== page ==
Home Icon
lion-tapking-hands-on-11

Hands-on with the Tap King: is this the king of beer at home?

By Leigh D. Stark | 4:56 pm 02/08/2013

Beer. At home. From a keg in your fridge. For less than a hundred bucks. Could this be the dream of every ale lover?

I have a confession to make: I’ve never liked beer. I like cider, but not beer. In fact, up until this test, I didn’t like beer.

It might seem strange that a person who didn’t like beer should be reviewing the Tap King, a beer keg with replaceable beer canisters, but I found myself liking beer the more I pulled the beer from the keg, let it sit in the glass, and then let the foamy liquid make its way through my lips.

But was this because of Tap King is a genuinely good product, or because I was changing as a person, that my tastebuds were becoming more mature?

From the experience of the past few days, I suspect it was the latter, and based on what people around the office are telling me from their experiences, and based on my own newbie “hello, yes, I’m new to this whole beer drinking” thing, I can safely say that no, the Tap King isn’t fantastic.

Let me explain.

Over the past few weeks, Lion – the owners of Tooheys, Hahn, James Boag, and James Squire – have been advertising a product that allows you to store a micro keg in your fridge and pull a beer with ease.

It’s called the “Tap King,” and was built by Australian packaging company Visy after what Lion says was “two years of extensive research and refinement,” resulting in a product that is essentially the Nespresso of beer appliances.

We’re not kidding, either.

The Tap King is a plastic micro keg tap head that uses a latch system to connect to 3.2 litre bottles of beer.

There are six varieties of beer you can buy at this point, all of them owned by Lion, with XXXX Gold, James Boag’s Premium Lager, Tooheys New, Tooheys Extra Dry, Hahn SuperDry Premium Low Carb, and James Squire Golden Ale.

We were curious if cider was coming to the Tap King system, but haven’t heard back from Lion’s people yet.

Once you’ve selected your beverage, you take the bottle, pull the lid off to reveal the connections underneath, align the arrow on the back of the bottle with the arrow on the back of the micro keg tap, push it down, and pull the latch, locking the tap on the head of the beer.

From there, it’s a pretty simple operation: lie the bottle back in your fridge, chill it for between six to nine hours, and when it’s cold enough, pull yourself a beer, holding the glass at an angle. Easy.

You’ll need a decent amount of space in your fridge, mind you, as it’s a relatively large device, but we were able to take up an entire level in the GadgetGuy fridge by placing it diagonally on the shelf.

Pulling the beer is as simple as pushing against the tap with a glass held underneath.

For the Tap King, beer is made by pulling a flat beer from the bottle and mixing it with an injection of CO2, similar to what a Sodastream does, except inside a small bottle.

Do not puncture the CO2 canister. Do not state the obvious. Do not pass go. Do not collect $200.

In fact, every single Tap King replacement bottle contains 3.2 litres of alcohol – essentially ten 320ml drinks – with a carbon dioxide canister, and Lion includes a tool to help you remove the lid and CO2 canister for when you want to recycle the bottles. Nifty.

The most important part of the Tap King is flavour, so is it as good as a pub tap in your home?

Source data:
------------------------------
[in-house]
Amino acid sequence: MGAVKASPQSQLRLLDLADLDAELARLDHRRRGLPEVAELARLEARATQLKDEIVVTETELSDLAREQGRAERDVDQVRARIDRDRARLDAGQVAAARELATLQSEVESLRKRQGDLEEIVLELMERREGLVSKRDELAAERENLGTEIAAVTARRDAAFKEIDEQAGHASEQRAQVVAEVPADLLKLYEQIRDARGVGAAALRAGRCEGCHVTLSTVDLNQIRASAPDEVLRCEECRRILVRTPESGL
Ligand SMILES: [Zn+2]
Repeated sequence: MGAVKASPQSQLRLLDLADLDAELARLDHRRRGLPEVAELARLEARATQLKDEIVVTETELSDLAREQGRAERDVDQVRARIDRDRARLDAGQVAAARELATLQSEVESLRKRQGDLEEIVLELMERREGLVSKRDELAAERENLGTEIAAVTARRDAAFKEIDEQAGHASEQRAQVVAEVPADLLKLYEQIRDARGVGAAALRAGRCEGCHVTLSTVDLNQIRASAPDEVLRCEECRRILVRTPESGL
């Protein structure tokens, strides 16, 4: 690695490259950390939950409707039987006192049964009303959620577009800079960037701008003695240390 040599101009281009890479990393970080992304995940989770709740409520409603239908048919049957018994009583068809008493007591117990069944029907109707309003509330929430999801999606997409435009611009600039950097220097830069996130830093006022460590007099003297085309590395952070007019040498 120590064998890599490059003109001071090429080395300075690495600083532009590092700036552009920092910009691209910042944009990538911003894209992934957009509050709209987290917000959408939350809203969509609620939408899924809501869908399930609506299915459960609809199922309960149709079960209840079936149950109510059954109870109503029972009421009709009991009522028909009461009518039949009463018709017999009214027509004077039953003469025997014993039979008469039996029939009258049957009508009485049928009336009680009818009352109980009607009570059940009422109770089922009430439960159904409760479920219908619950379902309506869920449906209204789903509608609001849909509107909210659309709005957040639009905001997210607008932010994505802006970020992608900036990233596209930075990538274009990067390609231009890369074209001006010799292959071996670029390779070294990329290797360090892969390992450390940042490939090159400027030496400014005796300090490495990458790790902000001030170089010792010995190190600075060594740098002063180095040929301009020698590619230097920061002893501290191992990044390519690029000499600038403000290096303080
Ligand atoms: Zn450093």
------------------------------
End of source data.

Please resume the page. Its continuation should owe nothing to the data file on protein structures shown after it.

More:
Pages: 1 2

Latest reviews

  • Review: Jura Impressa F9

    Getting good coffee with personality out in your own home can need some complicated contraptions, but what if you could get seriously good coffee without needing to buy into…
  • AppMonday: Pac-man 256

    Endless runner games like “Temple Run” and “Flappy Bird” are certainly addictive, but what happens when you mix them with the old school retrolicious charm of 80s arcade gaming?
  • Review: Asus ZenBook UX305

    Ever since Apple rolled out the MacBook Air, companies have been trying to do their best at making something close, and in the UX305, Asus might finally have nailed…
  • Samsung’s best phone yet: the Galaxy Note 5 reviewed

    Samsung announced two big phones in August, with a phablet for every purpose: style and substance. We’ve done style, so let’s find out what Samsung’s answer to substance is…
  • Review: Amazon Kindle Paperwhite (2015)

    Don’t need the crème de la crème when it comes to your eReading experience? Amazon’s Kindle Paperwhite does it with all the clarity of its Voyage sibling, but is…
  • AppMonday: Macronos

    Sonos owners are used to the constant evolution that is the Sonos app, but an app made exclusively for Android makes Sonos a little more playful with a one-touch…
  • Bigger, again: Samsung’s Galaxy S6 Edge+ reviewed

    Samsung’s next big thing is bigger, as the S6 Edge arrives with a plus-sized sibling, but is it more than just a big brother?
  • Review: Astell & Kern AK Jr

    You might think that media players are dead now that the smartphone has taken over, but if you like your audio high quality with support for 24-bit, there’s still…
  • AppMonday: Pixl

    Tired of the same old same old selfies and snapshots? Pixl changes the formula slightly by pixelating your images and bringing squares, triangles, half circles, and more.
  • Review: Sony Xperia M4 Aqua

    Sony’s phones frequently dabble in water proofing, but it’s usually only in the high-end. What happens when Sony brings water resistance to the mid-range?

“How do you stop yourself from being caught out by these scam artists?”

Read More

Tell us…

Which smartwatch are you interested in buying?

View Results

Loading ... Loading ...

“There’s certainly no doubt that you can find a bargain, but like always, you get what you pay for.”

Read More